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This blinded trial with concealed randomisation compared doubling the dose of inhaled corticosteroid for 14 days with continuing the same dose when asthma symptoms or peak flow worsened in patients monitoring themselves daily at home. The 390 patients enrolled had been given oral corticosteroid or transiently doubled their inhaled corticosteroid dose in the past year for worsening asthma, but had been stable for at least 2 weeks before entry to the study. All patients were using an inhaled corticosteroid, with most using a low or moderate dose. They were randomised to receive a study inhaler, identical in appearance to their usual steroid inhaler, which contained either further steroid or placebo. During the 1 year study period 53% of patients started their study inhaler due to worsening asthma, and 11% in the treatment group versus 12% in the placebo group started oral prednisolone because of a fall in peak flow of >40%, subjectively worsening asthma, or on advice of their general practitioner (p = 0.8). There was still no difference in oral steroid use when analysed among those who used the study inhaler (per protocol analysis) or among those in the subgroups on low/moderate versus high dose inhaled corticosteroid at baseline.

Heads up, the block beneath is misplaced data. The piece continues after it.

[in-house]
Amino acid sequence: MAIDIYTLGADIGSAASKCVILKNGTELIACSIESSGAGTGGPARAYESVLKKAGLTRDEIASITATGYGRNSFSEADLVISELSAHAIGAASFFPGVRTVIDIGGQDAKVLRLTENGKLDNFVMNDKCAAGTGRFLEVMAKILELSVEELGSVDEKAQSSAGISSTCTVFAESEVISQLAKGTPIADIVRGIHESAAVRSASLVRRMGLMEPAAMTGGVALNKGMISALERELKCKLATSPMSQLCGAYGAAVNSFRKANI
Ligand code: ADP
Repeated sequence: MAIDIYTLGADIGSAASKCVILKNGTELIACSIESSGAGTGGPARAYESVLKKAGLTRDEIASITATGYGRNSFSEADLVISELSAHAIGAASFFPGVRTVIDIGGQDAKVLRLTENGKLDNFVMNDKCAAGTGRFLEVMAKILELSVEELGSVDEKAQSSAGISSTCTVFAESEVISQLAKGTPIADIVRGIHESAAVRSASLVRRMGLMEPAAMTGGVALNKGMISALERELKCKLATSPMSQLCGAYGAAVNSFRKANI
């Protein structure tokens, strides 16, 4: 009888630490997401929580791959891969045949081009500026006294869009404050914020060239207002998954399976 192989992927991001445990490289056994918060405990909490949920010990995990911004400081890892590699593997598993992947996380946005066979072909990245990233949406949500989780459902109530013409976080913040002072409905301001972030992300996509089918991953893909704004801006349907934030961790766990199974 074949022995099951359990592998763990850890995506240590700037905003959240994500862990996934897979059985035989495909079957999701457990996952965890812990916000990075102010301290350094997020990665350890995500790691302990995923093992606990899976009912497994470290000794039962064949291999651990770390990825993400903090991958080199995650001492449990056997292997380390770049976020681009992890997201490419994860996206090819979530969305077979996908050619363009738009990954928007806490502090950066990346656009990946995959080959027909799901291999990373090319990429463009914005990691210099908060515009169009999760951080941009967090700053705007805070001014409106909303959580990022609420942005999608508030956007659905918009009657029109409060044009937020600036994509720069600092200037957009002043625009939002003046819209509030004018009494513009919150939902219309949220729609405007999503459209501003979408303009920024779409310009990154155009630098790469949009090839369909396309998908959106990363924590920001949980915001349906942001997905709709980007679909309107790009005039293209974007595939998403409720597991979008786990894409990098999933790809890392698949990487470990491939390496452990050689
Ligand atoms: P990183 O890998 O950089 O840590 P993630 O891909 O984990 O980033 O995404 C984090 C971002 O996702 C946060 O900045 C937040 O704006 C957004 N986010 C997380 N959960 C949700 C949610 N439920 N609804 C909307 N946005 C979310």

While this study does not lend support for the practice of patients doubling their inhaled corticosteroid for worsening asthma as part of their self-management plan, it also does not definitively refute it. Despite being a large trial, it was significantly underpowered to detect what could be a clinically important reduction in systemic steroid use because of the low event rate.